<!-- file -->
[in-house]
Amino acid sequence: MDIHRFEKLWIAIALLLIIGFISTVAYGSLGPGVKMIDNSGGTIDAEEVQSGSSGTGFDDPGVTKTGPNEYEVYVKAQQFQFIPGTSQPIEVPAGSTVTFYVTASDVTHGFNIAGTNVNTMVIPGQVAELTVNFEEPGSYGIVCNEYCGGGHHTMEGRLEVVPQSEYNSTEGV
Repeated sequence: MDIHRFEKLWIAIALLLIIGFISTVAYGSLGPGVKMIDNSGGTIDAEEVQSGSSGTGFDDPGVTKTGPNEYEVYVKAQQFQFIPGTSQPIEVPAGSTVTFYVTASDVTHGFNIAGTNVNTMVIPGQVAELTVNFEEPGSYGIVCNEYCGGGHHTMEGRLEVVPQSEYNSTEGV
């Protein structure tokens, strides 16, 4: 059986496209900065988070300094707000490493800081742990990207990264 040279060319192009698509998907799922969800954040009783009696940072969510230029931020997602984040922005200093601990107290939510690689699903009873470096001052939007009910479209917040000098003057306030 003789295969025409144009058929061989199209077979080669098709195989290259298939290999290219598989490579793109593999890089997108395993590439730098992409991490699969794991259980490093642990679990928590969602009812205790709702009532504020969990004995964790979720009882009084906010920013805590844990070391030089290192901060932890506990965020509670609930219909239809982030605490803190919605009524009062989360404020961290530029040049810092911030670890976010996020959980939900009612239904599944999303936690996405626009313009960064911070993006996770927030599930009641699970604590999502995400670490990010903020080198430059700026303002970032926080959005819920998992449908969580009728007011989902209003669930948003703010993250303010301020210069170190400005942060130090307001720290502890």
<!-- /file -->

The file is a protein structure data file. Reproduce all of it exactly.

[in-house]
Amino acid sequence: MDIHRFEKLWIAIALLLIIGFISTVAYGSLGPGVKMIDNSGGTIDAEEVQSGSSGTGFDDPGVTKTGPNEYEVYVKAQQFQFIPGTSQPIEVPAGSTVTFYVTASDVTHGFNIAGTNVNTMVIPGQVAELTVNFEEPGSYGIVCNEYCGGGHHTMEGRLEVVPQSEYNSTEGV
Repeated sequence: MDIHRFEKLWIAIALLLIIGFISTVAYGSLGPGVKMIDNSGGTIDAEEVQSGSSGTGFDDPGVTKTGPNEYEVYVKAQQFQFIPGTSQPIEVPAGSTVTFYVTASDVTHGFNIAGTNVNTMVIPGQVAELTVNFEEPGSYGIVCNEYCGGGHHTMEGRLEVVPQSEYNSTEGV
């Protein structure tokens, strides 16, 4: 059986496209900065988070300094707000490493800081742990990207990264 040279060319192009698509998907799922969800954040009783009696940072969510230029931020997602984040922005200093601990107290939510690689699903009873470096001052939007009910479209917040000098003057306030 003789295969025409144009058929061989199209077979080669098709195989290259298939290999290219598989490579793109593999890089997108395993590439730098992409991490699969794991259980490093642990679990928590969602009812205790709702009532504020969990004995964790979720009882009084906010920013805590844990070391030089290192901060932890506990965020509670609930219909239809982030605490803190919605009524009062989360404020961290530029040049810092911030670890976010996020959980939900009612239904599944999303936690996405626009313009960064911070993006996770927030599930009641699970604590999502995400670490990010903020080198430059700026303002970032926080959005819920998992449908969580009728007011989902209003669930948003703010993250303010301020210069170190400005942060130090307001720290502890």